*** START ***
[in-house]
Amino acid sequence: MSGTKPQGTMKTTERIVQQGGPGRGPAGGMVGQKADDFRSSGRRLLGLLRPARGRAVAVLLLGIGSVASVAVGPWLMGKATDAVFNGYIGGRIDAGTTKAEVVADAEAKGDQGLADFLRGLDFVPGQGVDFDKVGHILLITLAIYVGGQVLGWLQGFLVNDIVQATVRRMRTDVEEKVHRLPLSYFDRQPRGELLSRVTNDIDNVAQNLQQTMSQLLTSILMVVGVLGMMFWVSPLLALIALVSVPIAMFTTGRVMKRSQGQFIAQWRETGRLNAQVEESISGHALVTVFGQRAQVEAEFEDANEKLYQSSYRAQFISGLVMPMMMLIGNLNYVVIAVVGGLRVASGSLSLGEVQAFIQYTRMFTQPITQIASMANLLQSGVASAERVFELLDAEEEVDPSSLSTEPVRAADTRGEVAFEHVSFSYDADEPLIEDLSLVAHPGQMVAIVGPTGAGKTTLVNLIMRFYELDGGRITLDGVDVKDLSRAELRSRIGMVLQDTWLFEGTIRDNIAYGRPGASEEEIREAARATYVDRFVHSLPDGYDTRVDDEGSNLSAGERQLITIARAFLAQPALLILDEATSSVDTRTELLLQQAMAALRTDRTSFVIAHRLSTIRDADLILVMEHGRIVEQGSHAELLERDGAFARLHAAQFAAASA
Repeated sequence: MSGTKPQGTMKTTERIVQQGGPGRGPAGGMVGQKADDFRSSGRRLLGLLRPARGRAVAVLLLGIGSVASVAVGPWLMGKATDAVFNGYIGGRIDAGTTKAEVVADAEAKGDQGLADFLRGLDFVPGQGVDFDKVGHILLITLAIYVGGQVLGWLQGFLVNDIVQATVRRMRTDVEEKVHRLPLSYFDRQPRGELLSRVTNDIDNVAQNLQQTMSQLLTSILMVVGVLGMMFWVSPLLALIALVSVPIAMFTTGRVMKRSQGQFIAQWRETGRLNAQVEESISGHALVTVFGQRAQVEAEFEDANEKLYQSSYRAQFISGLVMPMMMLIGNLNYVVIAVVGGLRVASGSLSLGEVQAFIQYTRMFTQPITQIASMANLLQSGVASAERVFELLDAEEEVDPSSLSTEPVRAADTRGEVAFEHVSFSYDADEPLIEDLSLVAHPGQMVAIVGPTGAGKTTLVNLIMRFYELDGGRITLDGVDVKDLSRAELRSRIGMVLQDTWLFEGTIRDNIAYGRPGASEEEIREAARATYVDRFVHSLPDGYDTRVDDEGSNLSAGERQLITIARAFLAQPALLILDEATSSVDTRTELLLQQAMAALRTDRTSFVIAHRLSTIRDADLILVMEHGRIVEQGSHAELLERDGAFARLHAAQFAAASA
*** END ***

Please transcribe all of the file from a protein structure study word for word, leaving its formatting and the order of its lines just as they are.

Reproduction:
[in-house]
Amino acid sequence: MSGTKPQGTMKTTERIVQQGGPGRGPAGGMVGQKADDFRSSGRRLLGLLRPARGRAVAVLLLGIGSVASVAVGPWLMGKATDAVFNGYIGGRIDAGTTKAEVVADAEAKGDQGLADFLRGLDFVPGQGVDFDKVGHILLITLAIYVGGQVLGWLQGFLVNDIVQATVRRMRTDVEEKVHRLPLSYFDRQPRGELLSRVTNDIDNVAQNLQQTMSQLLTSILMVVGVLGMMFWVSPLLALIALVSVPIAMFTTGRVMKRSQGQFIAQWRETGRLNAQVEESISGHALVTVFGQRAQVEAEFEDANEKLYQSSYRAQFISGLVMPMMMLIGNLNYVVIAVVGGLRVASGSLSLGEVQAFIQYTRMFTQPITQIASMANLLQSGVASAERVFELLDAEEEVDPSSLSTEPVRAADTRGEVAFEHVSFSYDADEPLIEDLSLVAHPGQMVAIVGPTGAGKTTLVNLIMRFYELDGGRITLDGVDVKDLSRAELRSRIGMVLQDTWLFEGTIRDNIAYGRPGASEEEIREAARATYVDRFVHSLPDGYDTRVDDEGSNLSAGERQLITIARAFLAQPALLILDEATSSVDTRTELLLQQAMAALRTDRTSFVIAHRLSTIRDADLILVMEHGRIVEQGSHAELLERDGAFARLHAAQFAAASA
Repeated sequence: MSGTKPQGTMKTTERIVQQGGPGRGPAGGMVGQKADDFRSSGRRLLGLLRPARGRAVAVLLLGIGSVASVAVGPWLMGKATDAVFNGYIGGRIDAGTTKAEVVADAEAKGDQGLADFLRGLDFVPGQGVDFDKVGHILLITLAIYVGGQVLGWLQGFLVNDIVQATVRRMRTDVEEKVHRLPLSYFDRQPRGELLSRVTNDIDNVAQNLQQTMSQLLTSILMVVGVLGMMFWVSPLLALIALVSVPIAMFTTGRVMKRSQGQFIAQWRETGRLNAQVEESISGHALVTVFGQRAQVEAEFEDANEKLYQSSYRAQFISGLVMPMMMLIGNLNYVVIAVVGGLRVASGSLSLGEVQAFIQYTRMFTQPITQIASMANLLQSGVASAERVFELLDAEEEVDPSSLSTEPVRAADTRGEVAFEHVSFSYDADEPLIEDLSLVAHPGQMVAIVGPTGAGKTTLVNLIMRFYELDGGRITLDGVDVKDLSRAELRSRIGMVLQDTWLFEGTIRDNIAYGRPGASEEEIREAARATYVDRFVHSLPDGYDTRVDDEGSNLSAGERQLITIARAFLAQPALLILDEATSSVDTRTELLLQQAMAALRTDRTSFVIAHRLSTIRDADLILVMEHGRIVEQGSHAELLERDGAFARLHAAQFAAASA